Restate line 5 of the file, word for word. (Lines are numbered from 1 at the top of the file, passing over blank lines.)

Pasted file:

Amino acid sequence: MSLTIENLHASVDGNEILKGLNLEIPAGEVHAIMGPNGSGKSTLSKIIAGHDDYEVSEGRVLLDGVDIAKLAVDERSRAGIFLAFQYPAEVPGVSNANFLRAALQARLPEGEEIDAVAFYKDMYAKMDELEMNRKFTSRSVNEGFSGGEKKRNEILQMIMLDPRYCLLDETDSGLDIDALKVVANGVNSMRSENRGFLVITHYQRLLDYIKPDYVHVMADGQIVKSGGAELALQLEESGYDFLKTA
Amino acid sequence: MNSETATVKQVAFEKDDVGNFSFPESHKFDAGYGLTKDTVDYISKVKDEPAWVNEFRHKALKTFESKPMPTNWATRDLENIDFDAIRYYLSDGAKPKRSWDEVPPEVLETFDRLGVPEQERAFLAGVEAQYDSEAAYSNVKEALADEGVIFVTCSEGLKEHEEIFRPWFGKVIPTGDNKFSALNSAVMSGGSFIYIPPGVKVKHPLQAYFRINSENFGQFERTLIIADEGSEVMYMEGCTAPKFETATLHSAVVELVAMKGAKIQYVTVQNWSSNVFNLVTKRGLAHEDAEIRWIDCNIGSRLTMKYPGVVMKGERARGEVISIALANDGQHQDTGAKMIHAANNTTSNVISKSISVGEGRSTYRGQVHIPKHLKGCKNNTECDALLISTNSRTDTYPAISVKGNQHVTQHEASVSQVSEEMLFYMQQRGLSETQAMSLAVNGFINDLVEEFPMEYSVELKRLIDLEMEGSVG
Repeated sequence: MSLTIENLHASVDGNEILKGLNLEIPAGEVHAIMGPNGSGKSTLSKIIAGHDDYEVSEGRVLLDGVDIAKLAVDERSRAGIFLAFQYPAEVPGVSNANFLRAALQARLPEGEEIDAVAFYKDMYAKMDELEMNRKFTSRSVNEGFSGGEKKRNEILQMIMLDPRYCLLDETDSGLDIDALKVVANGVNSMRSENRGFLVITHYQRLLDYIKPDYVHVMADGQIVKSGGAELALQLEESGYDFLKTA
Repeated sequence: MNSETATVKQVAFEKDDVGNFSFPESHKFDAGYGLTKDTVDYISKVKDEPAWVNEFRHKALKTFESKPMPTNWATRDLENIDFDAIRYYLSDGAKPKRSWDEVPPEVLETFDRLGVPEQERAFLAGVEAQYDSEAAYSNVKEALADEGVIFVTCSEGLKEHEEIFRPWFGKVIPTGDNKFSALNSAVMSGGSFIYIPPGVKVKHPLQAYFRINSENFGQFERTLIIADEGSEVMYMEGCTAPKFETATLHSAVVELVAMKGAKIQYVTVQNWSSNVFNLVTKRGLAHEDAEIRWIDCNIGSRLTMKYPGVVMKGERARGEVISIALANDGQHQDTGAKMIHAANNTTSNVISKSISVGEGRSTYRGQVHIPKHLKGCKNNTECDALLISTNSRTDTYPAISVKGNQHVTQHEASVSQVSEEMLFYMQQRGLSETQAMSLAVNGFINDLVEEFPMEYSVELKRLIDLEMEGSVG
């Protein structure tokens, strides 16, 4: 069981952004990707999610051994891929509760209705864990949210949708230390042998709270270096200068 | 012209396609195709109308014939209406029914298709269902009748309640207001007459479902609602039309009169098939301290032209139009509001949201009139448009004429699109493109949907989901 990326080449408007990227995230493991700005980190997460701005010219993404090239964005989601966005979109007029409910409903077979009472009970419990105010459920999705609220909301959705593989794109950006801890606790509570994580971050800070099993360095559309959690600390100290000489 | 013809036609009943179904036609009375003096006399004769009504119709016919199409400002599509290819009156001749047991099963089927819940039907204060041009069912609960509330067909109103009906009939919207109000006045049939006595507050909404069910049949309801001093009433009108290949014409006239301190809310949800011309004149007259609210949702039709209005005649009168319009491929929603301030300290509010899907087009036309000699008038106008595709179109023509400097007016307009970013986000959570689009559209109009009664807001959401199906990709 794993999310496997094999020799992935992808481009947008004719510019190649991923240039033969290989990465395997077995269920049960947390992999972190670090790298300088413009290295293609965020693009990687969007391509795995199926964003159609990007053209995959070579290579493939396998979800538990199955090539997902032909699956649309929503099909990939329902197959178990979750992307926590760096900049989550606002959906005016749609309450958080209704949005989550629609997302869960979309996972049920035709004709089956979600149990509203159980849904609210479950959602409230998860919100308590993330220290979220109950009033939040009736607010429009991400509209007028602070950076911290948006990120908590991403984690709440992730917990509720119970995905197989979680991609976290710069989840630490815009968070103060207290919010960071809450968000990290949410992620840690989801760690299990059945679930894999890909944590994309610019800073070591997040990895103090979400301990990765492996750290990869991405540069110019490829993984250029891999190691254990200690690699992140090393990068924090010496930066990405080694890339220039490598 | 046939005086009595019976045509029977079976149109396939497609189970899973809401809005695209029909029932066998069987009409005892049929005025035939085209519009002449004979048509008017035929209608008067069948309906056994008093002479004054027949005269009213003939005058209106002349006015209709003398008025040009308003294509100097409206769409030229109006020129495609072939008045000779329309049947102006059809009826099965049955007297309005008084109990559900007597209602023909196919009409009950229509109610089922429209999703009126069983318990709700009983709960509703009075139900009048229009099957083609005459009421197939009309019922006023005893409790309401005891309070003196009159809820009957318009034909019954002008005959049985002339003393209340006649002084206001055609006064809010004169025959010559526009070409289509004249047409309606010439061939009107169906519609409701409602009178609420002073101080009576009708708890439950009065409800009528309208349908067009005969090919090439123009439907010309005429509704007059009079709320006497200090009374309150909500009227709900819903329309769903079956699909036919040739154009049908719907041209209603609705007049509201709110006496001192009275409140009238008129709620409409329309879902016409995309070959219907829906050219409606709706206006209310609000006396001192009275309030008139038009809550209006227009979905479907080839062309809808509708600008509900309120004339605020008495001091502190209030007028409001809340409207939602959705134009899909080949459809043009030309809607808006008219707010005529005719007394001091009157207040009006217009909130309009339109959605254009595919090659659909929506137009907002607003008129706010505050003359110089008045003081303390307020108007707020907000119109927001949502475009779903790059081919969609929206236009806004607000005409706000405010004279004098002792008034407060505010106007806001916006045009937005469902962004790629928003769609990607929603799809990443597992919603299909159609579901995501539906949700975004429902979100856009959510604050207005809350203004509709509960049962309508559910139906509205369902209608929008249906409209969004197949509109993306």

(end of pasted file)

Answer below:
């Protein structure tokens, strides 16, 4: 069981952004990707999610051994891929509760209705864990949210949708230390042998709270270096200068 | 012209396609195709109308014939209406029914298709269902009748309640207001007459479902609602039309009169098939301290032209139009509001949201009139448009004429699109493109949907989901 990326080449408007990227995230493991700005980190997460701005010219993404090239964005989601966005979109007029409910409903077979009472009970419990105010459920999705609220909301959705593989794109950006801890606790509570994580971050800070099993360095559309959690600390100290000489 | 013809036609009943179904036609009375003096006399004769009504119709016919199409400002599509290819009156001749047991099963089927819940039907204060041009069912609960509330067909109103009906009939919207109000006045049939006595507050909404069910049949309801001093009433009108290949014409006239301190809310949800011309004149007259609210949702039709209005005649009168319009491929929603301030300290509010899907087009036309000699008038106008595709179109023509400097007016307009970013986000959570689009559209109009009664807001959401199906990709 794993999310496997094999020799992935992808481009947008004719510019190649991923240039033969290989990465395997077995269920049960947390992999972190670090790298300088413009290295293609965020693009990687969007391509795995199926964003159609990007053209995959070579290579493939396998979800538990199955090539997902032909699956649309929503099909990939329902197959178990979750992307926590760096900049989550606002959906005016749609309450958080209704949005989550629609997302869960979309996972049920035709004709089956979600149990509203159980849904609210479950959602409230998860919100308590993330220290979220109950009033939040009736607010429009991400509209007028602070950076911290948006990120908590991403984690709440992730917990509720119970995905197989979680991609976290710069989840630490815009968070103060207290919010960071809450968000990290949410992620840690989801760690299990059945679930894999890909944590994309610019800073070591997040990895103090979400301990990765492996750290990869991405540069110019490829993984250029891999190691254990200690690699992140090393990068924090010496930066990405080694890339220039490598 | 046939005086009595019976045509029977079976149109396939497609189970899973809401809005695209029909029932066998069987009409005892049929005025035939085209519009002449004979048509008017035929209608008067069948309906056994008093002479004054027949005269009213003939005058209106002349006015209709003398008025040009308003294509100097409206769409030229109006020129495609072939008045000779329309049947102006059809009826099965049955007297309005008084109990559900007597209602023909196919009409009950229509109610089922429209999703009126069983318990709700009983709960509703009075139900009048229009099957083609005459009421197939009309019922006023005893409790309401005891309070003196009159809820009957318009034909019954002008005959049985002339003393209340006649002084206001055609006064809010004169025959010559526009070409289509004249047409309606010439061939009107169906519609409701409602009178609420002073101080009576009708708890439950009065409800009528309208349908067009005969090919090439123009439907010309005429509704007059009079709320006497200090009374309150909500009227709900819903329309769903079956699909036919040739154009049908719907041209209603609705007049509201709110006496001192009275409140009238008129709620409409329309879902016409995309070959219907829906050219409606709706206006209310609000006396001192009275309030008139038009809550209006227009979905479907080839062309809808509708600008509900309120004339605020008495001091502190209030007028409001809340409207939602959705134009899909080949459809043009030309809607808006008219707010005529005719007394001091009157207040009006217009909130309009339109959605254009595919090659659909929506137009907002607003008129706010505050003359110089008045003081303390307020108007707020907000119109927001949502475009779903790059081919969609929206236009806004607000005409706000405010004279004098002792008034407060505010106007806001916006045009937005469902962004790629928003769609990607929603799809990443597992919603299909159609579901995501539906949700975004429902979100856009959510604050207005809350203004509709509960049962309508559910139906509205369902209608929008249906409209969004197949509109993306």